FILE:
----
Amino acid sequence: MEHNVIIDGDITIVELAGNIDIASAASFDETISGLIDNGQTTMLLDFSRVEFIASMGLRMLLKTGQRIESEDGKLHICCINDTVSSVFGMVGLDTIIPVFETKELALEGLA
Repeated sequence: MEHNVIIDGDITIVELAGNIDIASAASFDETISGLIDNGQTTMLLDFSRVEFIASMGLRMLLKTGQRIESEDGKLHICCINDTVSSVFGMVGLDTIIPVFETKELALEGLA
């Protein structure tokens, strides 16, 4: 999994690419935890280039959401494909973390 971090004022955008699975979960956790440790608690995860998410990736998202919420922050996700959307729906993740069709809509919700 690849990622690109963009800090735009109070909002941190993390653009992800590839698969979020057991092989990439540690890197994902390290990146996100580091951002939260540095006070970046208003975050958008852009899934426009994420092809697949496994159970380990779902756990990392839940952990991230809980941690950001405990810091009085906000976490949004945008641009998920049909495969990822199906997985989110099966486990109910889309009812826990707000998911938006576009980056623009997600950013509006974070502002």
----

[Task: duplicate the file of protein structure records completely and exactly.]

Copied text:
Amino acid sequence: MEHNVIIDGDITIVELAGNIDIASAASFDETISGLIDNGQTTMLLDFSRVEFIASMGLRMLLKTGQRIESEDGKLHICCINDTVSSVFGMVGLDTIIPVFETKELALEGLA
Repeated sequence: MEHNVIIDGDITIVELAGNIDIASAASFDETISGLIDNGQTTMLLDFSRVEFIASMGLRMLLKTGQRIESEDGKLHICCINDTVSSVFGMVGLDTIIPVFETKELALEGLA
């Protein structure tokens, strides 16, 4: 999994690419935890280039959401494909973390 971090004022955008699975979960956790440790608690995860998410990736998202919420922050996700959307729906993740069709809509919700 690849990622690109963009800090735009109070909002941190993390653009992800590839698969979020057991092989990439540690890197994902390290990146996100580091951002939260540095006070970046208003975050958008852009899934426009994420092809697949496994159970380990779902756990990392839940952990991230809980941690950001405990810091009085906000976490949004945008641009998920049909495969990822199906997985989110099966486990109910889309009812826990707000998911938006576009980056623009997600950013509006974070502002």